Abstract: Over the past 75 years, sociological research has sought to increase public knowledge about the effects of genocide on targeted groups. Many communities and victim groups have commemorated victims of genocides by designating specific locations as spaces of memory. This thesis examines the use of museums and memorials to commemorate genocide. Through case studies of the Holocaust and the Bosnian Genocide, it analyzes 18 museums and memorials throughout Europe in order to determine what narratives the commemorative institutions present. This thesis finds that institutions either focus on telling the stories of victims or describing the actions of perpetrators. Based on comparative analysis, this thesis finds that the narrative commemorative institutions present depends on two major factors. First, the narrative echoes the accepted depiction of the genocide in the local community and the local culture of commemoration. Second, the narrative may be influenced by the source of funding for the institution. The presence of different narratives in institutions commemorating genocide demonstrates a need for further research on how different narratives about genocide impact visitors’ understanding of the atrocities.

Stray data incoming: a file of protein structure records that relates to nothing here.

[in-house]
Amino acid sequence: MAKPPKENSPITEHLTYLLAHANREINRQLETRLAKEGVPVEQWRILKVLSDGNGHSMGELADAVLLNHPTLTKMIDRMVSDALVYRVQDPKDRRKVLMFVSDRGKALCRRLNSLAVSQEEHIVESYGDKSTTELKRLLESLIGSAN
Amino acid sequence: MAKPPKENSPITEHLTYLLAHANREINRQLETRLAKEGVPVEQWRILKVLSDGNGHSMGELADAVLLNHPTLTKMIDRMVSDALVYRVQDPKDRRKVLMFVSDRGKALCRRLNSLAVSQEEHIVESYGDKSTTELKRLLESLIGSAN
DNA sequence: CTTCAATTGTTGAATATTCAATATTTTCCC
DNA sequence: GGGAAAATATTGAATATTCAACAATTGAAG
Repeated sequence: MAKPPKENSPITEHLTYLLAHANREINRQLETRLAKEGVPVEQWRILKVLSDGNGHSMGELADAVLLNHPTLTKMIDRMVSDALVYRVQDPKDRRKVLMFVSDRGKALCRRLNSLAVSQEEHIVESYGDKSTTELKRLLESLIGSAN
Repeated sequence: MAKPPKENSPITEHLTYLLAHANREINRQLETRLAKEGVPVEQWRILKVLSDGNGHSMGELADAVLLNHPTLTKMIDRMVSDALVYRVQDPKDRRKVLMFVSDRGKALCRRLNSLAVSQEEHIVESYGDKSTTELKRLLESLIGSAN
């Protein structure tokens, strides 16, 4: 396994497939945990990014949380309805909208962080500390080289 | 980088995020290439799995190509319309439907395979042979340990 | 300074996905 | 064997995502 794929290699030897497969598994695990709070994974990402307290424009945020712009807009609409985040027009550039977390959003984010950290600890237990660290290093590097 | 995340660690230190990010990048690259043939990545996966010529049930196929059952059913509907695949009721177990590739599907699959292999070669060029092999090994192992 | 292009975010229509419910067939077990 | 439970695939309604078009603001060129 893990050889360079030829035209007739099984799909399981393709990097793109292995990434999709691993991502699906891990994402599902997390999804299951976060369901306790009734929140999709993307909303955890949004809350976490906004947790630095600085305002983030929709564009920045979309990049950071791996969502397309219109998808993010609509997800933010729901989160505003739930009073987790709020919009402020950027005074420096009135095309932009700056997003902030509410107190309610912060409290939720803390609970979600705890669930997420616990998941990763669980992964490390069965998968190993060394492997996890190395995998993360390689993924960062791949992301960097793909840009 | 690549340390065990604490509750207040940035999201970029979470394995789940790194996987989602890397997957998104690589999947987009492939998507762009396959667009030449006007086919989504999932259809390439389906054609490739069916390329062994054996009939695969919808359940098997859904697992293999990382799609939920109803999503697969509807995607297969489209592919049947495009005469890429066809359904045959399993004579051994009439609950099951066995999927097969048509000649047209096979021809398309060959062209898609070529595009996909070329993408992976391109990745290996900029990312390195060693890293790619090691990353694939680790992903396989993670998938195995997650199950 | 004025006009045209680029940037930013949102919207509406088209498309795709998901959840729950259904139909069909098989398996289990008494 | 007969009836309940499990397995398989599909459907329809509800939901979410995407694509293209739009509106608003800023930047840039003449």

Skills Developed in the Sociology Honors Program:
I learned how to approach problems in moderation. Instead of biting off more than I can chew, I learned how to determine the right scope in my research and fully develop my ideas.

Future Plans: I will be working for Cravath, Swaine & Moore as a litigation legal assistant in New York City for the next two years before going to law school.

Brett Kellett

Angell Award winner for this year's best Honors Thesis!

Hometown: Bethesda, Maryland

Majors/Minors: Sociology, Minor in History

Faculty Mentor: Margaret Frye

Thesis Title: Posting Only “Makes it Worse”: Stigmatizing Responses to Depression Disclosures on Social Media

Abstract: Using survey data from 316 University of Michigan students between the ages of 18 and 24, this study examines how online contact affects the stigma of depression among college students. The data suggest that while college students respond sympathetically to online disclosures of depressive symptoms, many believe that it is not “useful” for people to share posts about their experiences with depression on social media. The results of a vignette-based experiment included in the survey suggest that college students are less likely to respond to posts about depression from their weak ties than their close ties, and more likely to negatively evaluate people who disclose depressive symptoms frequently as opposed to infrequently. The qualitative data show that college students use their relationship distance to the poster and the frequency of posts in order to make determinations about whether people with depression are working to “get better.” These results suggest that online disclosures of depressive symptoms may elicit negative responses, including the stigmatizing belief that people with depression are